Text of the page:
Missionary Stories: Royal Family Kids

by Holly DeKorte

If you were asked to describe a “good” childhood, what might you say?  Some of you might mention summer evenings playing catch with a father or mother, afternoons swinging in a hammock and reading a book, baking cookies with a beloved grandmother, splashing in a pool and drying out in the sun, homework help, and nightly prayers with parents.  You might have had such a childhood.  Sadly, many children grow up wondering where their next meal will come from or how they can avoid the next blow from a parent’s hand.  These children have had their childhoods stolen away from them.  It is not good.

All through scripture, God tells us of His heart for the vulnerable, specifically for the widow, the fatherless (orphan), and the sojourner.  God’s law provided specifically for the widow and orphan through granting justice, food, and rights, by forbidding oppression and stinginess and by including the fatherless in the community. (See Deuteronomy 14: 28-29, 16: 10-14, 24: 17-21, and 27: 19). God’s word also promises that He hears the orphan’s cry, He watches over them, and places them in families.  In Psalms 27:10 David declares that though his father and mother have forsaken him, the Lord will take him in.  This is God’s heart: to welcome, love, and father the fatherless.

What does this have to do with stolen childhoods?  Aren’t these verses reflecting the orphan crisis in developing nations? We Americans tend to think of the orphans overseas and we miss the orphans right under our noses: children in foster care.  These vulnerable children face hunger, abandonment, abuse, helplessness, and possible child trafficking.  Christians have the responsibility to involve themselves in orphan care locally and internationally.  God calls His followers to specific good works, not to earn salvation, but to carry out His heart here on earth and to bring glory to God.  Paul puts it this way, “For we are God’s workmanship, created in Christ Jesus to do good works, which God prepared in advanced for us to do.”  Ephesians 2:10.

Maybe you are hearing God’s call to join Him in caring for vulnerable foster children.  What are some practical steps?  Some of you might consider praying about becoming foster parents. Pathway Family Services is a good place to start: pathwayfamilyservices.org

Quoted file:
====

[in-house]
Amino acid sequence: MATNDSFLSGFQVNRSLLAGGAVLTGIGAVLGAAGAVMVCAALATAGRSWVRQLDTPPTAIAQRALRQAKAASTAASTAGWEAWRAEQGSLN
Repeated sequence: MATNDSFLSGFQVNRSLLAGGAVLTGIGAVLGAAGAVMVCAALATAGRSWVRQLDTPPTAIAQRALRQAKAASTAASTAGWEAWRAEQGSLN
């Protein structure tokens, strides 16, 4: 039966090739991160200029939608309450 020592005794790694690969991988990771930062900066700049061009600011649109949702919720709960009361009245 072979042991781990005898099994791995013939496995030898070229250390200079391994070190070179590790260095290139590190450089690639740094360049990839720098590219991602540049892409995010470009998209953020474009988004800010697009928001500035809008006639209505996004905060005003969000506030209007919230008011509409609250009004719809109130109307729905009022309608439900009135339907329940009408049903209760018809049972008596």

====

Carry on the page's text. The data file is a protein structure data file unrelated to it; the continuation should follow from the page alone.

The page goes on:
Others of you might see the need, but might not be able to foster.  Fear not!  There are specific ways to get involved in local orphan care.  Because abuse started in a relationship, it is often repaired in a relationship.  Enter Royal Family Kids (RFK).  This organization began nearly 30 years ago to “help interrupt the cycles of neglect, abuse, and abandonment of children in foster care.”  Royal Family Kids is a worldwide organization that works with the government, businesses, and local churches to provide foster children a week at camp.  It’s more than just a camp. It’s a chance to point children to Jesus, to give them unconditional love, shower them with gifts, and to create a sense of true family. 

The past two summers, I have been a camp counselor.  Counselors are responsible for two children at all times and are partnered with another counselor and two other children to make a cabin group.  Additional staff members standby to offer love and support to anyone who needs it.  My first summer I remember wondering how much of an impact one week at camp actually makes.  That year, the little girls in my cabin taught me the impact.  One girl asked me to braid her hair every day.  I am certainly not the best hairstylist, but she craved a gentle hand that said, “I care.”  Even now when I see her at RFK Club (the year around mentoring program), she says, “I miss that summer when you would braid my hair.”  Another girl, who was sometimes detached, often walked beside me that first year.  One day, I said to her, “You know, there is a song that includes both of our names.”  I sang it to her and she gave me a very quizzical look. One year later, I was sitting with the same girl while she slowly finished dinner and she turned to me and said, “I still remember our song.”  She hummed a few lines of the old English tune and then smiled.  What impact does a week have?  Little moments that seem inconsequential matter greatly.  If little moments matter, then imagine the impact the Gospel has on these young lives.

This year, the Santa Maria camp is June 14th-19th.  Volunteers 18 years and over are needed.  Male and female counselors, photographers, media workers, and prayer partners are in high demand.  For every counselor who attends camp, two foster children are also able to attend.  Home Team positions are available for people who might not be able to get away for a week.  If you love writing letters, your gifts are needed!  The campers receive mail every day from members of the Home Team. 

There is a thorough application, background check and interview process.  For additional information and to begin the application process contact This email address is being protected from spambots. You need JavaScript enabled to view it.. If you feel God calling you to minister to orphans through Royal Family Kids, please know that you’ll never be the same.  He will develop and shape you in ways that you could not imagine.  God’s hand and heart is for the fatherless.